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  • Title: King John (Folio 1, 1623)
  • Editor: Michael Best
  • ISBN: 978-1-55058-410-3

    Copyright Michael Best. This text may be freely used for educational, non-profit purposes; for all other uses contact the Editor.
    Author: William Shakespeare
    Editor: Michael Best
    Peer Reviewed

    King John (Folio 1, 1623)

    Bast. Old Time the clocke setter, yt bald sexton Time:
    Is it as he will? well then, France shall rue.
    Bla. The Sun's orecast with bloud: faire day adieu,
    1260Which is the side that I must goe withall?
    I am with both, each Army hath a hand,
    And in their rage, I hauing hold of both,
    They whurle a-sunder, and dismember mee.
    Husband, I cannot pray that thou maist winne:
    1265Vncle, I needs must pray that thou maist lose:
    Father, I may not wish the fortune thine:
    Grandam, I will not wish thy wishes thriue:
    Who-euer wins, on that side shall I lose:
    Assured losse, before the match be plaid.
    1270Dolph. Lady, with me, with me thy fortune lies.
    Bla. There where my fortune liues, there my life dies.
    Iohn. Cosen, goe draw our puisance together,
    France, I am burn'd vp with inflaming wrath,
    A rage, whose heat hath this condition;
    1275That nothing can allay, nothing but blood,
    The blood and deerest valued bloud of France.
    Fra. Thy rage shall burne thee vp, & thou shalt turne
    To ashes, ere our blood shall quench that fire:
    Looke to thy selfe, thou art in ieopardie.
    1280Iohn. No more then he that threats. To Arms le'ts hie.

    Scœna Secunda.

    Allarums, Excursions: Enter Bastard with Austria's

    1285Bast. Now by my life, this day grows wondrous hot,
    Some ayery Deuill houers in the skie,
    And pour's downe mischiefe. Austrias head lye there,
    Enter Iohn, Arthur, Hubert.
    While Philip breathes.
    1290Iohn. Hubert, keepe this boy: Philip make vp,
    My Mother is assayled in our Tent,
    And tane I feare.
    Bast. My Lord I rescued her,
    Her Highnesse is in safety, feare you not:
    1295But on my Liege, for very little paines
    Will bring this labor to an happy end. Exit.

    Alarums, excursions, Retreat. Enter Iohn Eleanor, Arthur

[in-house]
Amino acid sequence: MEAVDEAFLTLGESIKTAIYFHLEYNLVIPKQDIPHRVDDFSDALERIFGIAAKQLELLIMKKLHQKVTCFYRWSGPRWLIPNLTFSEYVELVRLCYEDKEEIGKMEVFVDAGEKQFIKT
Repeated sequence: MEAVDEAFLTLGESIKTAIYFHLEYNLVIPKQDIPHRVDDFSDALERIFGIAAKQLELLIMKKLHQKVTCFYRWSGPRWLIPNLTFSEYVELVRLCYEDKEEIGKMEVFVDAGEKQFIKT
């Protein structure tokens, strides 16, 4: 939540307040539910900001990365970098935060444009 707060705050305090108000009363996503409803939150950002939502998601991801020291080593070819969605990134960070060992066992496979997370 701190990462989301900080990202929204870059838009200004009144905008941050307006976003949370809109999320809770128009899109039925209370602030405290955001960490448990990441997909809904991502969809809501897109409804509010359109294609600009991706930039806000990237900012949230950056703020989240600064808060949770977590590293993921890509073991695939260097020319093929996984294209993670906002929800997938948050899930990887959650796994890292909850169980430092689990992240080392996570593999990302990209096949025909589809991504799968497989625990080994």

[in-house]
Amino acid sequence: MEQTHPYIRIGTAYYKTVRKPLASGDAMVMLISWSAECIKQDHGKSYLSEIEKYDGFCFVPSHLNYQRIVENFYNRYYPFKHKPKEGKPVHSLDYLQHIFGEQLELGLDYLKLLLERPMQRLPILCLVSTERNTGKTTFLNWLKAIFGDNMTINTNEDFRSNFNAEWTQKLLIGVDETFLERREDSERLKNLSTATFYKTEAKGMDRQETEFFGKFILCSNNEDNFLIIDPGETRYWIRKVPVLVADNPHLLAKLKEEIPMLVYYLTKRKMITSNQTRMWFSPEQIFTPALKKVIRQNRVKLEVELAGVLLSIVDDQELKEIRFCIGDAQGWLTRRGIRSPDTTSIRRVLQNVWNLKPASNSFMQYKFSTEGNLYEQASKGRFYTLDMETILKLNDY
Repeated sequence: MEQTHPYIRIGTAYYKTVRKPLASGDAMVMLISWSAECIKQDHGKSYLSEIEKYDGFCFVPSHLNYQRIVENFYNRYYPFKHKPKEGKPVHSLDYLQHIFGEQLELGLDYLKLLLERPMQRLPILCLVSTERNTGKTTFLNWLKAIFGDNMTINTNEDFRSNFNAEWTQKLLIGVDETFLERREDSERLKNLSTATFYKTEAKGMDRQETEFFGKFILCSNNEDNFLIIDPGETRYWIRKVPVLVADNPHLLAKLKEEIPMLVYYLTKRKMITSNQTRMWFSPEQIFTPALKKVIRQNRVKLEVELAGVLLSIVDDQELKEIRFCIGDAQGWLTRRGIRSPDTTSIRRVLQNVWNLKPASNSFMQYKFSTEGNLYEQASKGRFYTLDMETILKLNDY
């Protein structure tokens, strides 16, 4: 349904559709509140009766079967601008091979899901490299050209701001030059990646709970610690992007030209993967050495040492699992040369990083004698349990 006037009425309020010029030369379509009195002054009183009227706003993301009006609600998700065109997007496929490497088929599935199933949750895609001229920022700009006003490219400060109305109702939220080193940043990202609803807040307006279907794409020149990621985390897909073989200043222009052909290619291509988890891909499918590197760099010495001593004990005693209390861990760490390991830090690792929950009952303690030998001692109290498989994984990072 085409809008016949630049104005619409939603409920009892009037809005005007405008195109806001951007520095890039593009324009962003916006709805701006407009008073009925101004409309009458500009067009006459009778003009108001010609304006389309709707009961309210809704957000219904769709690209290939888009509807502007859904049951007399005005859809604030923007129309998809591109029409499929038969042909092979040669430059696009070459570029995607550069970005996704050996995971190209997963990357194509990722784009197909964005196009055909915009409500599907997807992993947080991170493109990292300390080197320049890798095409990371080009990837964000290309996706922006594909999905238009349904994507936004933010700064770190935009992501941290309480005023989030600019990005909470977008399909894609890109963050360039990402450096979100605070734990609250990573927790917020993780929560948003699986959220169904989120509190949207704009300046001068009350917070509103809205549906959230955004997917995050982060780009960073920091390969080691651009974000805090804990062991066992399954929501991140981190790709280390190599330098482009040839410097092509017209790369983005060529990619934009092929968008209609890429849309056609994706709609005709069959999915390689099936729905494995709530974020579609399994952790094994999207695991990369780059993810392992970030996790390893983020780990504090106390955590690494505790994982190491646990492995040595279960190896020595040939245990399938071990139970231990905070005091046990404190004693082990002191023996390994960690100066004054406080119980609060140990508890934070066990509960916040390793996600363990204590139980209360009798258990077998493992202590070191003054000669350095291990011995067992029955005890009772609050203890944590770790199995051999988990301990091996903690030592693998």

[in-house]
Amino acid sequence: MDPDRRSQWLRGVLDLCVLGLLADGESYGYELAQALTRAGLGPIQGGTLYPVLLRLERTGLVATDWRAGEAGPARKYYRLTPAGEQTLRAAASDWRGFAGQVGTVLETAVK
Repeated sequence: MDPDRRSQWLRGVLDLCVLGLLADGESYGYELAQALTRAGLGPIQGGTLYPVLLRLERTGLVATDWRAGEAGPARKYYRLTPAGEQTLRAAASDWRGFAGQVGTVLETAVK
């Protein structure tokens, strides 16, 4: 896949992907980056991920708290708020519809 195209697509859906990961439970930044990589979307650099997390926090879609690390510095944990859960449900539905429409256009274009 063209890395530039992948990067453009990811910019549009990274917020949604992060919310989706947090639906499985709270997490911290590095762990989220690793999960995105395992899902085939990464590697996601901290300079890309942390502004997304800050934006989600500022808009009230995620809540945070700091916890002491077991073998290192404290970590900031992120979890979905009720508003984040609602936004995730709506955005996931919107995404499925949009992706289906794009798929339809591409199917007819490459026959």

Bastard, Hubert, Lords.

    Iohn. So shall it be: your Grace shall stay behinde
    1300So strongly guarded: Cosen, looke not sad,
    Thy Grandame loues thee, and thy Vnkle will
    As deere be to thee, as thy father was.
    Arth. O this will make my mother die with griefe.
    Iohn. Cosen away for England, haste before,
    1305And ere our comming see thou shake the bags
    Of hoording Abbots, imprisoned angells
    Set at libertie: the fat ribs of peace
    Must by the hungry now be fed vpon:
    Vse our Commission in his vtmost force.
    1310Bast. Bell, Booke, & Candle, shall not driue me back,
    When gold and siluer becks me to come on.
    I leaue your highnesse: Grandame, I will pray
    (If euer I remember to be holy)
    For your faire safety: so I kisse your hand.
    1315Ele. Farewell gentle Cosen.
    Iohn. Coz, farewell.
    Ele. Come hether little kinsman, harke, a worde.
    Iohn. Come hether Hubert. O my gentle Hubert,
    We owe thee much: within this wall of flesh
    1320There is a soule counts thee her Creditor,
    And with aduantage meanes to pay thy loue:
    And my good friend, thy voluntary oath
    Liues in this bosome, deerely cherished.
    Giue me thy hand, I had a thing to say,
    1325But I will fit it with some better tune.
    By heauen Hubert, I am almost asham'd
    To say what good respect I haue of thee.
    Hub. I am much bounden to your Maiesty.
    Iohn. Good friend, thou hast no cause to say so yet,
    1330But thou shalt haue: and creepe time nere so slow,
    Yet it shall come, for me to doe thee good.
    I had a thing to say, but let it goe:
    The Sunne is in the heauen, and the proud day,
    Attended with the pleasures of the world,
    1335Is all too wanton, and too full of gawdes
    To giue me audience: If the mid-night bell
    Did with his yron tongue, and brazen mouth
    Sound on into the drowzie race of night:
    If this same were a Church-yard where we stand,
    1340And thou possessed with a thousand wrongs:
    Or if that surly spirit melancholy
    Had bak'd thy bloud, and made it heauy, thicke,
    Which else runnes tickling vp and downe the veines,
    Making that idiot laughter keepe mens eyes ,
    1345And straine their cheekes to idle merriment,
    A passion hatefull to my purposes:
    Or if that thou couldst see me without eyes,
    Heare me without thine eares, and make reply
    Without a tongue, vsing conceit alone,
    1350Without eyes, eares, and harmefull sound of words:
    Then, in despight of brooded watchfull day,
    I would into thy bosome poure my thoughts:
    But (ah) I will not, yet I loue thee well,
    And by my troth I thinke thou lou'st me well.
    1355Hub. So well, that what you bid me vndertake,
    Though that my death were adiunct to my Act,
    By heauen I would doe it.
    Iohn. Doe not I know thou wouldst?
    Good Hubert, Hubert, Hubert throw thine eye
    1360On yon young boy: Ile tell thee what my friend,
    He is a very serpent in my way,
    And wheresoere this foot of mine doth tread,
    He lies before me: dost thou vnderstand me?
    Thou art his keeper.
    1365Hub. And Ile keepe him so,
    That he shall not offend your Maiesty.
    Iohn. Death.
    Hub. My Lord.
    Iohn. A Graue.
    1370Hub. He shall not liue.
    Iohn. Enough.
    I could be merry now, Hubert, I loue thee.
    Well, Ile not say what I intend for thee:
    Remember: Madam, Fare you well,
    1375Ile send those powers o're to your Maiesty.
    Ele. My blessing goe with thee.
    Iohn. For England Cosen, goe.
    Hubert shall be your man, attend on you
    With al true duetie: On toward Callice, hoa.
    1380 Exeunt.